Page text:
Even though the situations that both Thomas and Colette find themselves in are pretty grim, the overall tone of this story is relatively positive. For the most part, I think I appreciated this aspect, but I also had a hard time understanding why so many characters were so nice in a world that seems designed to step all over them all the time. This is probably a hypocritical complaint for me to make since I really hate the "grim dark" setup where every single character is kind of a scumbag. While I don't find those hyper-selfish characters to be particularly true to life, I also felt like the supporting cast of THE STARS WITHIN almost swing too far in the other direction. I wanted to better understand the comradery between Thomas and his friends, or feel a bit of the romance between him and his wife, or even get a little insight into why a character he meets toward the end is so willing to help him so extensively. There are also some distinct environmentalist overtones which I would not normally applaud (I don't enjoy it when any kind of overt messaging serves as the basis for a story regardless of whether I agree with the point or not), but I think in this case, I never got the sense that the author was being preachy or self-righteous and instead was just fictionalizing some perfectly reasonable concerns, especially when it comes to the greed of corporations and how that can impact individuals who are really just trying to do their best and have a good life. I feel like it is rare to see these (or any other) issues discussed in literature with any amount of subtlety or grace, so the fact that this book offers such a nuanced and interesting take on it is something I was quite impressed by.
It is very hard say anything more about the story without spoiling the book's ending, so I will keep all of that quite vague. I will say that Arch can write some rather exciting action sequences, both in space and on the ground. None of these are too lavish or distracting, but there are enough moments where characters find themselves in perilous situations to keep things interesting. I really appreciated the balance between developing the two main characters, building the world, and keeping the plot moving at a steady pace. I do think certain things could have been expanded a bit, particularly when it came to Thomas and his side characters or perhaps giving us a quick peak at the devastation The Radiants can cause, but there is also something to be said about keeping things lightweight in favor of keeping things moving, so a lot of this comes down to my personal preference. The ending also did not quite land for me. I admit I found it very clever and did not see it coming even though I was trying to predict how the two stories would come together the whole time, but I felt like some of my surprise was due to me being intentionally misled. While there are certainly some clues I can think of that hint towards the big twist, there were just as many little details that kind of make it not make much sense to me, even after letting it sit for a while. A big part of this might just be me overthinking it though.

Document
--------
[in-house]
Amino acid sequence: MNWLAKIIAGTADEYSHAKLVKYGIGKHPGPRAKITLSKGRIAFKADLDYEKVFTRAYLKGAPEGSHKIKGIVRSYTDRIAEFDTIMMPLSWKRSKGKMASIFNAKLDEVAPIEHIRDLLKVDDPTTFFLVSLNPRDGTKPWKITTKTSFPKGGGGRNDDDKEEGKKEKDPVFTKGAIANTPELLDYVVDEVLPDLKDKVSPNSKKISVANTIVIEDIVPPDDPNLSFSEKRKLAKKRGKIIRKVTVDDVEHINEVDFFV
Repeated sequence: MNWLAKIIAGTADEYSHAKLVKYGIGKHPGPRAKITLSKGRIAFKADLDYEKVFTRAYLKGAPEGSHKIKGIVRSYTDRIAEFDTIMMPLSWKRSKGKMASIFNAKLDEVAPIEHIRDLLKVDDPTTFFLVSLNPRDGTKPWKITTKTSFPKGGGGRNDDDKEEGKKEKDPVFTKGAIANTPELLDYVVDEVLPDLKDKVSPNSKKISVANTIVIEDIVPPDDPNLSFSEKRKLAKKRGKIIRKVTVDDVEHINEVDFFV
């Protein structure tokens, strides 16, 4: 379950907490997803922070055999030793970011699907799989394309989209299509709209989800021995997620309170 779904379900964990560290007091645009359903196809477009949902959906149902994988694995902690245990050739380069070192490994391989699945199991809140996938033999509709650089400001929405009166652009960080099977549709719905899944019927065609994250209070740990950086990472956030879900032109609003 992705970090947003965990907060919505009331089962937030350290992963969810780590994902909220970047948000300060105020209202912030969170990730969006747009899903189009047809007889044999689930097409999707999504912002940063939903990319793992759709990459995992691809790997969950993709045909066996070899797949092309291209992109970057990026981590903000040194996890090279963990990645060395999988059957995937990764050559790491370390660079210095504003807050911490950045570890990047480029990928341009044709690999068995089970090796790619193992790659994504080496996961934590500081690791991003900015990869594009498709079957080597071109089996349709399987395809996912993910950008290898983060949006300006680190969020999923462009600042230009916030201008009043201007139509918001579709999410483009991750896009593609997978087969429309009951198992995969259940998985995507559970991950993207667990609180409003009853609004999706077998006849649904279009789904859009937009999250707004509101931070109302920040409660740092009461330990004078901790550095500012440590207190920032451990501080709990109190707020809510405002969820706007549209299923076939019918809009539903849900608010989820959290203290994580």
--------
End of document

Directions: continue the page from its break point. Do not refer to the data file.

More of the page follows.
While there is nothing special or crazy going on with fonts, formatting or anything, this is a polished eBook that feels well suited to reading on a Kindle. There are some heartfelt messages left by the author that were very sweet and I'd definitely recommend reading those (for me, the Kindle app always seems to jump straight into the first chapter so the author's note to readers can be missed and I had to make sure to go back and read it). It was also neat that the first couple chapters of another book from this publisher were included at the end.
While the prose was error free as far as I could tell, I felt as though it didn't always flow intuitively for me and I am surprised some of this was not cleaned up by the editor(s). The author has a rich vocabulary that I very much enjoyed, but if you're the type of person that doesn't like being constantly bombarded with new words, don't worry, Arch flexes his unique word choices sparingly which ultimately also heightens their effect in each moment.
This deeply personal and creative space adventure is something that I think could appeal to a much broader audience than most other science fiction. While not all aspects of it worked perfectly for me, I would still really recommend that people give it a chance, especially since it is so short.
(+) Colette and certain members of her crew were quite compelling and memorable.
(+) Exciting action sequences.
(+) A believable dystopian setting.
(+) Some awesome word choices that expanded my vocabulary by a couple of words.
(-) I found connecting with Thomas to be challenging sometimes (though I'm sure there are lots of people out there who will not have this problem).
(-) Some clunky sentences and conversations.
(-) Unclear character motivations for members of the supporting cast.
(-) A twist ending that didn't completely land for me even though I appreciated the creativity in how everything tied together.